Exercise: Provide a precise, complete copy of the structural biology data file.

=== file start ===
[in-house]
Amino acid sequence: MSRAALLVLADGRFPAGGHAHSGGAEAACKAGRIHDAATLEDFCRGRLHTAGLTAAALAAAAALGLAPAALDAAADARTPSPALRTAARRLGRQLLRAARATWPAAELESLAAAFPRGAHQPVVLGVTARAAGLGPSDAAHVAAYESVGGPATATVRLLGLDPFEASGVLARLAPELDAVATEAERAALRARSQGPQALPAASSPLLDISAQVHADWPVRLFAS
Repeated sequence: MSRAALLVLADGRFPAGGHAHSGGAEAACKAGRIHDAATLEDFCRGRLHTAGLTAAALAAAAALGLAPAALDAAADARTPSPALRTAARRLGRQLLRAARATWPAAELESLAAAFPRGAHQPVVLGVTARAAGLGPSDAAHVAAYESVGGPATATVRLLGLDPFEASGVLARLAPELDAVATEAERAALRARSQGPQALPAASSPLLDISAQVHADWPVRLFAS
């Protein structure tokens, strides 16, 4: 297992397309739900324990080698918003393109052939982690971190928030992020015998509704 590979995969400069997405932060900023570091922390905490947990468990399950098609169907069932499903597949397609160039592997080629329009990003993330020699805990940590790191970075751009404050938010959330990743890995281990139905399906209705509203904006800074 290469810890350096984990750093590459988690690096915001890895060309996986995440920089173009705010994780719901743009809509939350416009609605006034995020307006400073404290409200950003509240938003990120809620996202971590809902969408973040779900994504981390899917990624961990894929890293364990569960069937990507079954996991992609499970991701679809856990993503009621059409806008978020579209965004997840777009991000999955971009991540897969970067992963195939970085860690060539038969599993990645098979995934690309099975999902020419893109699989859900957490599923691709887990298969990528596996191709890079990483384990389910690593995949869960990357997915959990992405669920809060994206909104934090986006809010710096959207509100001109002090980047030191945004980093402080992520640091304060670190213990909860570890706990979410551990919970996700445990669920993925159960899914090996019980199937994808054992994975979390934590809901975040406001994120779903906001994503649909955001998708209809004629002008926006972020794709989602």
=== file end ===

[in-house]
Amino acid sequence: MSRAALLVLADGRFPAGGHAHSGGAEAACKAGRIHDAATLEDFCRGRLHTAGLTAAALAAAAALGLAPAALDAAADARTPSPALRTAARRLGRQLLRAARATWPAAELESLAAAFPRGAHQPVVLGVTARAAGLGPSDAAHVAAYESVGGPATATVRLLGLDPFEASGVLARLAPELDAVATEAERAALRARSQGPQALPAASSPLLDISAQVHADWPVRLFAS
Repeated sequence: MSRAALLVLADGRFPAGGHAHSGGAEAACKAGRIHDAATLEDFCRGRLHTAGLTAAALAAAAALGLAPAALDAAADARTPSPALRTAARRLGRQLLRAARATWPAAELESLAAAFPRGAHQPVVLGVTARAAGLGPSDAAHVAAYESVGGPATATVRLLGLDPFEASGVLARLAPELDAVATEAERAALRARSQGPQALPAASSPLLDISAQVHADWPVRLFAS
């Protein structure tokens, strides 16, 4: 297992397309739900324990080698918003393109052939982690971190928030992020015998509704 590979995969400069997405932060900023570091922390905490947990468990399950098609169907069932499903597949397609160039592997080629329009990003993330020699805990940590790191970075751009404050938010959330990743890995281990139905399906209705509203904006800074 290469810890350096984990750093590459988690690096915001890895060309996986995440920089173009705010994780719901743009809509939350416009609605006034995020307006400073404290409200950003509240938003990120809620996202971590809902969408973040779900994504981390899917990624961990894929890293364990569960069937990507079954996991992609499970991701679809856990993503009621059409806008978020579209965004997840777009991000999955971009991540897969970067992963195939970085860690060539038969599993990645098979995934690309099975999902020419893109699989859900957490599923691709887990298969990528596996191709890079990483384990389910690593995949869960990357997915959990992405669920809060994206909104934090986006809010710096959207509100001109002090980047030191945004980093402080992520640091304060670190213990909860570890706990979410551990919970996700445990669920993925159960899914090996019980199937994808054992994975979390934590809901975040406001994120779903906001994503649909955001998708209809004629002008926006972020794709989602």